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UPDATED: Le Meridien Queens Hotel - Chalk and Cheese
Hotels in Leeds in general
Member Name: grahamt
Hotels in Leeds in general
Date: 21/02/03, updated on 09/05/08 (410 review reads)
Advantages: Near the station
On this occasion I had a need to stay in the Leeds area on business and so needed a hotel, as the reason for my visit was a seminar at which I was presenting, which was to start at around 9.00am in nearby Batley. On the basis of my experience in Manchester I chose the Le Meridien hotel in Leeds City Centre.
The Queens is a monumental edifice right next to the Leeds Central mainline station. Built, I would guess, in the twenties or thirties, it looks to have changed very little in the intervening years. Unfortunately, this is not intended as a complement. It looks every bit its age!
A short lay-by is in front of the entrance, where you may leave your car for a short time whilst you unload your baggage. The Concierge will arrange for the car to be taken to the hotel car park overnight for a fee.
Entering Reception, what a contrast! The first impression is uninspiring. Not the staff, who are friendly and helpful; the décor and ambiance. The whole feeling is of a tired and worn environment. This is carried right through to your room. All the way the carpets are worn and marked, as are the walls and paintwork.
This is a hotel long, long overdue for a major refit. My room, if typical, was large, consisting of a bed area and a separate lounge area. I had two TVs, one in each! A double bed plus a double sofa and a separate armchair in the lounge area.
In a very old style of plumbing, the two radiators were both located beneath the windows and behind long curtains. Close the curtains to keep out the light and noise and you keep the heat out of the room as well! Very intelligent!
Wanting something to eat and drink I set out to explore what the hotel had to offer. The initial search proved uninspiring, indeed unfruitful. Many of the signposted facilities are simply not in use at least, not for regular guests; maybe for functions.
I found one bar, the Piano Bar, open for use but the immediate impression was a cold and unwelcoming environment. The room was more or less round with the bar itself is set in a "well" the centre of the room. The wooden floor echoed to every footstep, the ceiling was high, the beer was the usual rubbish like John Smiths. The impression was obviously shared by most guests as there were very few customers.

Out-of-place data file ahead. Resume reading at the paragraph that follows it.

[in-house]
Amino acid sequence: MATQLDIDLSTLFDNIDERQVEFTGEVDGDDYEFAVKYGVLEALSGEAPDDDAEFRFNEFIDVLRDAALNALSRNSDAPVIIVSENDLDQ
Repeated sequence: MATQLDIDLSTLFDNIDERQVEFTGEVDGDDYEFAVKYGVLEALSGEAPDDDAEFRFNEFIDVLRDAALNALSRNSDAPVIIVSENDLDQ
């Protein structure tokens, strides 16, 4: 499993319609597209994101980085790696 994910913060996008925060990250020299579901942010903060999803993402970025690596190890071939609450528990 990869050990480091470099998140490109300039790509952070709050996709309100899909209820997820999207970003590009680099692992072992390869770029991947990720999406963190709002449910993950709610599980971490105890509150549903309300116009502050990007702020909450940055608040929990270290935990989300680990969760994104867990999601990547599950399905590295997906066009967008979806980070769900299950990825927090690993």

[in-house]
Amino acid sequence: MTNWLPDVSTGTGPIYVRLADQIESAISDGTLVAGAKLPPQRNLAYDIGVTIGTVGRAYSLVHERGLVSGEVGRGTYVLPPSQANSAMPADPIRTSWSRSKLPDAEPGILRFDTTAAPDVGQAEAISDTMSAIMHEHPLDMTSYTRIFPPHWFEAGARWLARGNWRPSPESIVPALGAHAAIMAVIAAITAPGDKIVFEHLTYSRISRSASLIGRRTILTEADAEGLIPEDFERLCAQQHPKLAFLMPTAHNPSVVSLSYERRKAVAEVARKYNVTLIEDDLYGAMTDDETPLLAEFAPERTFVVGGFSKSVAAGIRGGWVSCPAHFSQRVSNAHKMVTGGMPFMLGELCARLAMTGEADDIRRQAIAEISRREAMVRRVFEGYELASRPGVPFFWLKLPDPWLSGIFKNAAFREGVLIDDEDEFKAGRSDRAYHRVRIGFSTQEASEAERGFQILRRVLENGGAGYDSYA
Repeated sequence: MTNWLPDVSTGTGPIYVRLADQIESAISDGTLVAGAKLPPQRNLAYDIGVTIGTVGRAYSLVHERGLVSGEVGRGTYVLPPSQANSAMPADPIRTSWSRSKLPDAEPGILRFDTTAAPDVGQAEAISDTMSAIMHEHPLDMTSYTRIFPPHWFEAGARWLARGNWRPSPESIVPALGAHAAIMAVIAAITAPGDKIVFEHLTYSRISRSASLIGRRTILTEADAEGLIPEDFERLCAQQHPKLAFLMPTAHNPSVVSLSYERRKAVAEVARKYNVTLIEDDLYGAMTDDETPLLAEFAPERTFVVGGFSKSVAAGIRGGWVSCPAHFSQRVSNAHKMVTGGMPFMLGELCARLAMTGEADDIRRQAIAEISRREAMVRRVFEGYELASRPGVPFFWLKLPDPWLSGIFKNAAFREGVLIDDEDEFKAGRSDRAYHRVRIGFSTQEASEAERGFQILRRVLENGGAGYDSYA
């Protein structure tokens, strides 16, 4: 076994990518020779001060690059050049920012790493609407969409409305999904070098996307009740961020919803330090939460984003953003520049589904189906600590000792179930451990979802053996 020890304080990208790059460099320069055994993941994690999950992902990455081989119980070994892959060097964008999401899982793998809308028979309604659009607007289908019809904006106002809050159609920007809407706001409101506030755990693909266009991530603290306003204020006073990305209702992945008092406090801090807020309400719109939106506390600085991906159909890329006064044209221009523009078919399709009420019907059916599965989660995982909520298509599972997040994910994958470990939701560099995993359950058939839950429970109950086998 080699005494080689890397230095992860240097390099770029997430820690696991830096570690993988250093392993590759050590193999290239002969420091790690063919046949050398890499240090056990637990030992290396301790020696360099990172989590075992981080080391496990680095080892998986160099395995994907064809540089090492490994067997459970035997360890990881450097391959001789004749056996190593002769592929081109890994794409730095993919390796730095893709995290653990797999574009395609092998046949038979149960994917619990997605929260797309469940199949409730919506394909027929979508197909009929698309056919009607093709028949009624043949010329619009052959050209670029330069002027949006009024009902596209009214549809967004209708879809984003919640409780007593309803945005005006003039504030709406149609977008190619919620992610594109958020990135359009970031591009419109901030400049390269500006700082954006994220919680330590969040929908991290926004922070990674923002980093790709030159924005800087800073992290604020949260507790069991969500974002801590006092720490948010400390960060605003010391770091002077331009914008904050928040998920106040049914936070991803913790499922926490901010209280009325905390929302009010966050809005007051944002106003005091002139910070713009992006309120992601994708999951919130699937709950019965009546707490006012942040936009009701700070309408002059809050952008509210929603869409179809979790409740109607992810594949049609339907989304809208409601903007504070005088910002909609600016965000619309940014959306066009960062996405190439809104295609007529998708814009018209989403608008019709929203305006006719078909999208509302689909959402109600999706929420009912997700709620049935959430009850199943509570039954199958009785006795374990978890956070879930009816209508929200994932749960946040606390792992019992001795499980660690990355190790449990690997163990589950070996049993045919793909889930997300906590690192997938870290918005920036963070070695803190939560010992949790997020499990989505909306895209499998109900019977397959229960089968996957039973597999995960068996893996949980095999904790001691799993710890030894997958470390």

I had a look at the restaurant, located just off of Reception. The menu was reasonable and the prices not too outrageous however, by this time very little would have persuaded me to eat in.
Now, there's one thing you can be virtually sure of and that's, if you wander around a city centre for long enough you are bound to find a friendly hostellery or restaurant, and that usually turns out to be a J. D. Weatherspoon. Leeds is no exception.
It took me 45 minutes, passing on the way pubs with no (decent) beer, pubs advertising food available but having none ("Yeh, sorry about that. We keep trying to get them to change the sign! We never do food in the evening!" - The Guildford). Pubs with various animal leanings (The Toad, The Slug and Lettuce!), none of which offer anything worth the effort of even opening the door.
Finally, salvation, the Weatherspoons was located (opposite the aforementioned Slug and Lettuce) on the corner of Greek Street.
Now, if there?s one thing you can be sure of at Weatherspoons it's a good selection of excellent beers in impeccable condition and at a reasonable price plus a range of very palatable food of acceptable quality and adequate quantity and exceptional price.
Furthermore, no TV, no music, no pool just peace and (relative) quiet in which to enjoy your drink, food and a good book or, in my case, a presentation which I had to learn for the following day.
A couple of hours later, a few pints of Black Sheep plus a plate of Gammon, Egg, Chips and Peas to the better, I returned to the hotel knowing I had made the right choice.
I did have a restful night. The bed was comfortable, the room adequately warm (once I'd hooked the curtains out of the way to allow the heat from the radiators to permeate the room.
In the end I couldn't be bothered to go down for breakfast in the morning so I showered (clean bathroom at least and an adequate supply of decent towels), dressed, packed and left.
The night's stay had cost (the company) £85 (room only, no dinner, no breakfast and no morning paper, even though I had ordered one and at a company discount rate as well!). I'm sorry but I've had far better at half the price.
Should I need to stay in the area again it will not be at The Queens, not until the whole place is totally renovated, whenever that may be. With competition from Hilton, Marriott, Radisson SAS and many others besides, there is far too much choice of quality to be had.
UPDATED - May 2008
Though I haven't been back since, I learn that as a part of the Le Meridian company reorganisation, The Queens has been disposed of to QHotels Group. They state on their website that the hotel has "recently" undergone a £10M refit. Boy did it need it.
As a result, my comments may now no longer apply. I cannot confirm this myself. You may wish to re-investigate.
Summary: An uninspiring hotel in 2003 that may have improved since.
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